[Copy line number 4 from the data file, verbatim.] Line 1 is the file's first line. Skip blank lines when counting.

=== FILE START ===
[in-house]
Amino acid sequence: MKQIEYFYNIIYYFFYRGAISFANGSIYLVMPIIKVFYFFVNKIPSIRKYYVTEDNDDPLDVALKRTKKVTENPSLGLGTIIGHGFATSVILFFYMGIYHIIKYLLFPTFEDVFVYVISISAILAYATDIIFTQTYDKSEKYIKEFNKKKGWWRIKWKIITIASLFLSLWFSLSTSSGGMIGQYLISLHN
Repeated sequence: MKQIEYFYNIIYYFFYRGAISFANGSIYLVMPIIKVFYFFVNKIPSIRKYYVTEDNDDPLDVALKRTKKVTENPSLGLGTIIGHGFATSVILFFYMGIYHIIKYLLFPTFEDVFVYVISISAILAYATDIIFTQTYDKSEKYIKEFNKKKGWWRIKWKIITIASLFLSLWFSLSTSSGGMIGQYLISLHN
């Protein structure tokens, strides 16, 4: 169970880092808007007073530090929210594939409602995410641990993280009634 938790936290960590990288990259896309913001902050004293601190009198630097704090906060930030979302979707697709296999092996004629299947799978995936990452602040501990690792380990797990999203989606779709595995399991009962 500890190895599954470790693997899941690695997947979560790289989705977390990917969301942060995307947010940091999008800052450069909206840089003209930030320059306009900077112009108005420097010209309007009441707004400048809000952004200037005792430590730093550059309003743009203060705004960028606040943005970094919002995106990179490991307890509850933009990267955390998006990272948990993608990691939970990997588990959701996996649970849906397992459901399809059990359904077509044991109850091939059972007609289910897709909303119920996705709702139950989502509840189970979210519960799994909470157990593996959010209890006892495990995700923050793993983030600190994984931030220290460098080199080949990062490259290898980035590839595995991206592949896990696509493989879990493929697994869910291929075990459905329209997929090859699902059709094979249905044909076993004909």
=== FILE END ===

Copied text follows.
């Protein structure tokens, strides 16, 4: 169970880092808007007073530090929210594939409602995410641990993280009634 938790936290960590990288990259896309913001902050004293601190009198630097704090906060930030979302979707697709296999092996004629299947799978995936990452602040501990690792380990797990999203989606779709595995399991009962 500890190895599954470790693997899941690695997947979560790289989705977390990917969301942060995307947010940091999008800052450069909206840089003209930030320059306009900077112009108005420097010209309007009441707004400048809000952004200037005792430590730093550059309003743009203060705004960028606040943005970094919002995106990179490991307890509850933009990267955390998006990272948990993608990691939970990997588990959701996996649970849906397992459901399809059990359904077509044991109850091939059972007609289910897709909303119920996705709702139950989502509840189970979210519960799994909470157990593996959010209890006892495990995700923050793993983030600190994984931030220290460098080199080949990062490259290898980035590839595995991206592949896990696509493989879990493929697994869910291929075990459905329209997929090859699902059709094979249905044909076993004909």